Changing a persons opinion of a product can be a hard task. When someone’s mind is made up, it’s a difficult task to change their perception of that product. In other words, their attitude is everything. If they don’t like what they see or hear, they don’t buy simple as that. But how do you influence change in someone’s attitude? Its hard, but can be done. An interesting technique is the use of humour in advertising. Were all familiar with using jokes and puns in ads, but do they really work or does the product become a joke in its self?
It is estimated that some element of humour can be found in up to 20 percent of all commercial spots (Duncan, Nelson and Frontczak, 2017). this can be associated with the rise in social media and the increase communication channels coming from new technology. But Why Humour? People give more attention to something they think will be funny. Having a higher attraction to customers, gives reasoning behind this growth of the technique. In many ways humour attracts consumers but isn’t the selling point, but is where the customer relationship starts.
I’m sure everyone is familiar with the phrase “Should’ve Gone to Specsavers”. A series of adverts by Specsavers, captioning audiences attention everywhere with clever puns, and funny situations. The following advert is from Australian campaign series. The ad sees a game of volleyball being played on the beach. One rather muscleur Man, pounds a passing seagull over the net thinking it was the ball. This is then followed up with an awkward moment as the man realises no one is cheering for him. Although the ad doesn’t state what’s actually being sold or what deals are being promoted, it uses a much simpler notion
The target market audience of 17-45 years is a fairly large market and often critical segment to hold for a business. Although not everyone will find this ad funny, the simple humour used and low involvement of the ad makes it extremely likeable through different generations. Just having the one slogan at the end of the clip, “Shouldve gone to Specsavers” indulges in the idea that Specsavers are the number 1 option for getting glasses. The campaign might not get you to run into to Specavers and buy a pair of glasses but it does start to build brand recognition. As Mark levit, a professor of marketing at New York University, stated “Consumers may be familiar with and have good feelings towards the product, but their purchasing decisions will probably not be affected”. This essentially gives the brand a solid platform to build on its consumer base and grow relationships with customers.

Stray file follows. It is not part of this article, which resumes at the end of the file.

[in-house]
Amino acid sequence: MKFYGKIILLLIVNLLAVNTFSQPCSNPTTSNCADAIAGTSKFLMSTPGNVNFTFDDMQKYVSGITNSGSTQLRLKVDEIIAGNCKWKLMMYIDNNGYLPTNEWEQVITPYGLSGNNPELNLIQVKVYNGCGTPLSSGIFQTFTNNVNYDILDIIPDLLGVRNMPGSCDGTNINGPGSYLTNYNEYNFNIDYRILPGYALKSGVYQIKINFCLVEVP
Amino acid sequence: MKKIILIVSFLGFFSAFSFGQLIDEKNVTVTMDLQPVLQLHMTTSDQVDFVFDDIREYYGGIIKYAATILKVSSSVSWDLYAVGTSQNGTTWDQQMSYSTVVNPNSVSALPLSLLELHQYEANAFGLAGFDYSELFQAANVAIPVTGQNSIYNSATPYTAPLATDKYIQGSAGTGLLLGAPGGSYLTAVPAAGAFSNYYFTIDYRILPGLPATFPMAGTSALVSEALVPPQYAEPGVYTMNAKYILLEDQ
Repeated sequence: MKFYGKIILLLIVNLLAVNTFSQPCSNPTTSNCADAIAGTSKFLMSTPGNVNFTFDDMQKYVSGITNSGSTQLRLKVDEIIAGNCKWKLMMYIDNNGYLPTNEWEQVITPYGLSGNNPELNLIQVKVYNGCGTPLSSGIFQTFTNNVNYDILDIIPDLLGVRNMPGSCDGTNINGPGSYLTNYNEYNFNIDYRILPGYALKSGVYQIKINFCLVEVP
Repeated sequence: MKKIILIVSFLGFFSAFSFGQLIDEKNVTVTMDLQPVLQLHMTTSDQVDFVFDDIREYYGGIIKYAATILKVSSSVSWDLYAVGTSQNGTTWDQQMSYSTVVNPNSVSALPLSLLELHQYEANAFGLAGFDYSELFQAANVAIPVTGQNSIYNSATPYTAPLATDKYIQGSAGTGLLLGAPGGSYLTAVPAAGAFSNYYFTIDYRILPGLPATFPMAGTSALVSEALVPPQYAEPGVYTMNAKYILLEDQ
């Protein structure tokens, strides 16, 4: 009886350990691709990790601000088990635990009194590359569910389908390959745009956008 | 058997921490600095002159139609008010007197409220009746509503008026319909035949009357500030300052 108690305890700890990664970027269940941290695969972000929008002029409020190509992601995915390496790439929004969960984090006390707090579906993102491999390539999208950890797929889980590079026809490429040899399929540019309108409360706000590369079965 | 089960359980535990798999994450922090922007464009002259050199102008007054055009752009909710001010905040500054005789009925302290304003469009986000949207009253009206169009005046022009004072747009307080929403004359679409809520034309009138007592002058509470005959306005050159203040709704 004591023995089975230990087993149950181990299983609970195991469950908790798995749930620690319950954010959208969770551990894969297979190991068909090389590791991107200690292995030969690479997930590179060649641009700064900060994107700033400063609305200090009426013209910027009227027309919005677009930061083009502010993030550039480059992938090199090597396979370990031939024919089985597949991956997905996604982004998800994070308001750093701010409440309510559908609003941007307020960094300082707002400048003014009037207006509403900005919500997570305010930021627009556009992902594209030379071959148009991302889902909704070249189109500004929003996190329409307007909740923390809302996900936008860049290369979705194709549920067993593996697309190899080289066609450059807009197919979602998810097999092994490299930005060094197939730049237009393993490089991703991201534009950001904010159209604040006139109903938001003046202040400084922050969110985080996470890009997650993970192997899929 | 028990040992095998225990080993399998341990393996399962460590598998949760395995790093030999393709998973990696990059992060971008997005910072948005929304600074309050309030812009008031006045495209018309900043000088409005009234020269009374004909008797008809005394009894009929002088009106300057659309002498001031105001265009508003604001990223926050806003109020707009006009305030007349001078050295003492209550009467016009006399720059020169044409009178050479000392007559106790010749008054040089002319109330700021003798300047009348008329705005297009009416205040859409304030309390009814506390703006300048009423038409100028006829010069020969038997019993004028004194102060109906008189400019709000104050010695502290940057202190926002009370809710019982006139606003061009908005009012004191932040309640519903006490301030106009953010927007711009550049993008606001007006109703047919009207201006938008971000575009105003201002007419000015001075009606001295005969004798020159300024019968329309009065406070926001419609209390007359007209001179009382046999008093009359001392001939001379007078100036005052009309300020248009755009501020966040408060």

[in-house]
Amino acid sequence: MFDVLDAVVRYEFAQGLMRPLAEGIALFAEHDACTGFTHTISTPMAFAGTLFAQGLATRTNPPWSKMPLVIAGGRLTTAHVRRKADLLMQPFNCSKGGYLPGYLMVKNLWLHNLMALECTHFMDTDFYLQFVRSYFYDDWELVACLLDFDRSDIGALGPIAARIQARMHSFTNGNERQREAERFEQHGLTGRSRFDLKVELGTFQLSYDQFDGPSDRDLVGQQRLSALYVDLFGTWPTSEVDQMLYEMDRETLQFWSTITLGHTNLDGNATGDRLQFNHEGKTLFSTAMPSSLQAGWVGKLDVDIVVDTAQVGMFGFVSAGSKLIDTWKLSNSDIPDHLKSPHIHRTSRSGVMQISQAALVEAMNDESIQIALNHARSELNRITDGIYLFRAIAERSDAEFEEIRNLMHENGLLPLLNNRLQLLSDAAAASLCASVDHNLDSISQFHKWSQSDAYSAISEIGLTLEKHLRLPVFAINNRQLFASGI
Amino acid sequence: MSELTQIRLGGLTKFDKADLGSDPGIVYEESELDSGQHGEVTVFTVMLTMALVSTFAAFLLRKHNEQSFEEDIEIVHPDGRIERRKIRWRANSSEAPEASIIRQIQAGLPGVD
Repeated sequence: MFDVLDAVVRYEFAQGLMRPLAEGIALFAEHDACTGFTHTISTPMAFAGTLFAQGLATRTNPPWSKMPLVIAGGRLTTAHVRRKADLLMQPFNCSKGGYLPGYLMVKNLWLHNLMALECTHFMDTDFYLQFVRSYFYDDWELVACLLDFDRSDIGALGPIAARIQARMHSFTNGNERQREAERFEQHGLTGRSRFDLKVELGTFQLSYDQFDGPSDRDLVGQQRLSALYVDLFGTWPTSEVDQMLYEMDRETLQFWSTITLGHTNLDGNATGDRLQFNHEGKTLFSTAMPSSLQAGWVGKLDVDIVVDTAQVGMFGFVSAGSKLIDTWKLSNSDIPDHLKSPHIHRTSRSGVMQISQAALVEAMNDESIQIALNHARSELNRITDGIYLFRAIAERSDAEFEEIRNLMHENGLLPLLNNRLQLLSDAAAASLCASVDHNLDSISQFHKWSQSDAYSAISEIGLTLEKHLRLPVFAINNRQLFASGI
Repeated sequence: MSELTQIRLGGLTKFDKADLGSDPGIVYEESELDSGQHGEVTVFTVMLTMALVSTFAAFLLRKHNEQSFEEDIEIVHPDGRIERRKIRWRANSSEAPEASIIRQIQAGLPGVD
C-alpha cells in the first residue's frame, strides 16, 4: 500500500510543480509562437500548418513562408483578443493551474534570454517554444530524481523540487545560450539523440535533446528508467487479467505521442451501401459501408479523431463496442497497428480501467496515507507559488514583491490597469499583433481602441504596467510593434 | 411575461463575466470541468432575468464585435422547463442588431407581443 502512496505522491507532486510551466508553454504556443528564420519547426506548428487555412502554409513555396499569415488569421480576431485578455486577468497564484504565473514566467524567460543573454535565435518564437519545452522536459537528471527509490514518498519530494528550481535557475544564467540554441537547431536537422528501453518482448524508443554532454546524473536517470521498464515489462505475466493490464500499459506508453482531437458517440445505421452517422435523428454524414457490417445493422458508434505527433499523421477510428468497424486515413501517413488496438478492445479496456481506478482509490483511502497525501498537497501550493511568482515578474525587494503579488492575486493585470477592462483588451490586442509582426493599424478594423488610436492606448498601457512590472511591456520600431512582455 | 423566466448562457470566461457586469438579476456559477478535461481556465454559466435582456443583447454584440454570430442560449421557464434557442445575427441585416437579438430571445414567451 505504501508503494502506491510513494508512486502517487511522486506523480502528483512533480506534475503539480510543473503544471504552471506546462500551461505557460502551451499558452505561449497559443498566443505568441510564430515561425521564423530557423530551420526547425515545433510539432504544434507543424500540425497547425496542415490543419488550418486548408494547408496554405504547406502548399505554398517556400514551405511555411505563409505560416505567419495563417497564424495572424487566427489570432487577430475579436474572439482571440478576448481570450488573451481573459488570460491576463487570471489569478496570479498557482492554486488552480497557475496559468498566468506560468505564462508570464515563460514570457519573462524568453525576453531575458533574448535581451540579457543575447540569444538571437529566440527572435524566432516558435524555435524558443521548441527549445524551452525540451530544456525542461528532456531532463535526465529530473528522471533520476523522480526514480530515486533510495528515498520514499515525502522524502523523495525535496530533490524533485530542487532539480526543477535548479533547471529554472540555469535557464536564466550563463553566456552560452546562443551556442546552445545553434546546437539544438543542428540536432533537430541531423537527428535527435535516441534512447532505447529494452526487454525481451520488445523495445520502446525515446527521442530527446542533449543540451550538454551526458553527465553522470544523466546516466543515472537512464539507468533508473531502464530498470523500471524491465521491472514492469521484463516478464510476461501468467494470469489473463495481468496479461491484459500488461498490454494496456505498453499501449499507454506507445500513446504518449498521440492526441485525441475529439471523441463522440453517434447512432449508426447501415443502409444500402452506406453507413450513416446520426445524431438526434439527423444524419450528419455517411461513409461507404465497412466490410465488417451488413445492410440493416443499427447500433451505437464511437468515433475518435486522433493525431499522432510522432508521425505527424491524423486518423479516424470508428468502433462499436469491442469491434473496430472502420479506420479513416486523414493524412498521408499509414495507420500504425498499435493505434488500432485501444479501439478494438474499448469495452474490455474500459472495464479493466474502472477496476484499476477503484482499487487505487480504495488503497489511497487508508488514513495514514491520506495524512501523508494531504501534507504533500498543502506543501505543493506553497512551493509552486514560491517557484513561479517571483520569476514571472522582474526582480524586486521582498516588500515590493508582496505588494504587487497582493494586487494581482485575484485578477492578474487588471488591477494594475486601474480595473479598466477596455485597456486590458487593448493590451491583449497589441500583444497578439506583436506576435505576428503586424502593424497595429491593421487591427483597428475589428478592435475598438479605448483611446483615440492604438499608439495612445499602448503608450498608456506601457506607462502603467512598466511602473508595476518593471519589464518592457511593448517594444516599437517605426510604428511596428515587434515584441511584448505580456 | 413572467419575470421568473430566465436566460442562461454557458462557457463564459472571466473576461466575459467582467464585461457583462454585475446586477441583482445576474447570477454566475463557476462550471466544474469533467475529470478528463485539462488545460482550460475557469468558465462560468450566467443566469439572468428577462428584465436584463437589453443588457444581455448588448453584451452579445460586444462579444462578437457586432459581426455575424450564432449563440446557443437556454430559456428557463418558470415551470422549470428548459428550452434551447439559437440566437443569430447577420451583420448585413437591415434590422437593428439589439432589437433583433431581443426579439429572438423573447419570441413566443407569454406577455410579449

Building a positive relationship with consumers is the main aspect of humour in marketing. Shown in almost every beer ad every made, is a humours fun time, that’s often a bit ridiculous but gains the attention of their target market. Often Males aged 18- 50. these ads show a more bizarre form of humour. As seen below, in the Caltron Draught Flashdance advert.
The ad doesn’t really make a lot of sense but captures the audience’s attention as well as their imagination for a good time. But you wouldn’t change your opinion on Calton Draught necessarily just because of the ad, but it might be enough to get you to keep an open mind about trying a beer that’s associated with a fun time.
Humour provides a source for people to entertain each other. Having adverts that reflect a funny situation, and use humour give people a positive relationship with that brand. Having made a positive connection, the audience is more likely to keep an open mind and may have the ability to change their attitude if the positive exposures continue to happen.
Anon, (2017). [online] Available at: http://www.uky.edu/~ngrant/CJT780/readings/Day%209/WeinbergerGulas1992.pdf [Accessed 8 May 2017].
Duncan, C., Nelson, J. and Frontczak, N. (2017). The Effect of Humor on Advertising Comprehension. [online] Acrwebsite.org. Available at: http://www.acrwebsite.org/search/view-conference-proceedings.aspx?Id=6290 [Accessed 8 May 2017].
Experience.com. (2017). Humor In Advertising – Experience.com. [online] Available at: https://www.experience.com/alumnus/article?channel_id=advertising_marketing_pr&source_page=editors_picks&article_id=article_1128619972620 [Accessed 8 May 2017].